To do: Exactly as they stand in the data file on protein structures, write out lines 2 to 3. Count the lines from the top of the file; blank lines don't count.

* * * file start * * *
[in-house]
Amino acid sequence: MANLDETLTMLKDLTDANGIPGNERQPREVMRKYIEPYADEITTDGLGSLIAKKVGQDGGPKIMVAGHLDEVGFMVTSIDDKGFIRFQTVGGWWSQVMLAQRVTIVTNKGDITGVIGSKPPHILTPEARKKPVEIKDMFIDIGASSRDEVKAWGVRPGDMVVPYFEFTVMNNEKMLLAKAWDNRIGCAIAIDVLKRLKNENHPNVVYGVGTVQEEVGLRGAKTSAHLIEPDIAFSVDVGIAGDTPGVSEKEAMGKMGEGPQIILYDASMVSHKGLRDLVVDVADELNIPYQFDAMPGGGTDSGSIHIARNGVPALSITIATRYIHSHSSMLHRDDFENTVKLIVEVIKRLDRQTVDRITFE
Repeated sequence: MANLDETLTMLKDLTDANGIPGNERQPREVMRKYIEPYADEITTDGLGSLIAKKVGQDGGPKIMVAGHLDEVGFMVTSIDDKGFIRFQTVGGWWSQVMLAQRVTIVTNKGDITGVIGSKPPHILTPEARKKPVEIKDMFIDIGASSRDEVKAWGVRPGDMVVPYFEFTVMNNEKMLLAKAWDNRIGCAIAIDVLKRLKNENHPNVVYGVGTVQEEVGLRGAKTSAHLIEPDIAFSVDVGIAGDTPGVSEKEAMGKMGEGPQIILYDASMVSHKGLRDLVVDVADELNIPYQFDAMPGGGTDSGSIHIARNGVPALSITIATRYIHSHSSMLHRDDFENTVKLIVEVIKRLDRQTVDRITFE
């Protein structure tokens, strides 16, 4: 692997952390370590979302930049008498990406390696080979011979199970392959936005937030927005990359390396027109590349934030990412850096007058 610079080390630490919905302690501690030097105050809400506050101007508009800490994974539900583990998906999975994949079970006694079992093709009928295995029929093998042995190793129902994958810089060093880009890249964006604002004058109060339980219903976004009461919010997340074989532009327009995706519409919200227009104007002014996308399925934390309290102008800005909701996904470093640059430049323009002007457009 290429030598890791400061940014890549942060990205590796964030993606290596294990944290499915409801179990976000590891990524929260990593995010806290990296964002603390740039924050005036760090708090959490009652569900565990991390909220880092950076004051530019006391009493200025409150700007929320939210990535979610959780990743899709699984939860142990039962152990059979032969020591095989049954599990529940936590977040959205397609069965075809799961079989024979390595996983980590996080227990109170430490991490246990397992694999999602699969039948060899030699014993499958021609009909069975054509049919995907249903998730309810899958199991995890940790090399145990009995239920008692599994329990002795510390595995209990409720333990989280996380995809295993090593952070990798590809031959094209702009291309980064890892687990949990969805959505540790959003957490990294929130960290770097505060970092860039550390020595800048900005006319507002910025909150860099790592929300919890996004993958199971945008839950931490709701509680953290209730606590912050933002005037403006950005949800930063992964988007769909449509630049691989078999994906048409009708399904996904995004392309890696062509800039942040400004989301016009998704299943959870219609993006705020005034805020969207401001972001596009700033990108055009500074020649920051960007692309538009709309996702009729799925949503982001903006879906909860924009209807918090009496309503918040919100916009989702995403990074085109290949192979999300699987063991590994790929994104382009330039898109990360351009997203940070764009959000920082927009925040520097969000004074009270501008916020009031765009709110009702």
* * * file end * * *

Amino acid sequence: MANLDETLTMLKDLTDANGIPGNERQPREVMRKYIEPYADEITTDGLGSLIAKKVGQDGGPKIMVAGHLDEVGFMVTSIDDKGFIRFQTVGGWWSQVMLAQRVTIVTNKGDITGVIGSKPPHILTPEARKKPVEIKDMFIDIGASSRDEVKAWGVRPGDMVVPYFEFTVMNNEKMLLAKAWDNRIGCAIAIDVLKRLKNENHPNVVYGVGTVQEEVGLRGAKTSAHLIEPDIAFSVDVGIAGDTPGVSEKEAMGKMGEGPQIILYDASMVSHKGLRDLVVDVADELNIPYQFDAMPGGGTDSGSIHIARNGVPALSITIATRYIHSHSSMLHRDDFENTVKLIVEVIKRLDRQTVDRITFE
Repeated sequence: MANLDETLTMLKDLTDANGIPGNERQPREVMRKYIEPYADEITTDGLGSLIAKKVGQDGGPKIMVAGHLDEVGFMVTSIDDKGFIRFQTVGGWWSQVMLAQRVTIVTNKGDITGVIGSKPPHILTPEARKKPVEIKDMFIDIGASSRDEVKAWGVRPGDMVVPYFEFTVMNNEKMLLAKAWDNRIGCAIAIDVLKRLKNENHPNVVYGVGTVQEEVGLRGAKTSAHLIEPDIAFSVDVGIAGDTPGVSEKEAMGKMGEGPQIILYDASMVSHKGLRDLVVDVADELNIPYQFDAMPGGGTDSGSIHIARNGVPALSITIATRYIHSHSSMLHRDDFENTVKLIVEVIKRLDRQTVDRITFE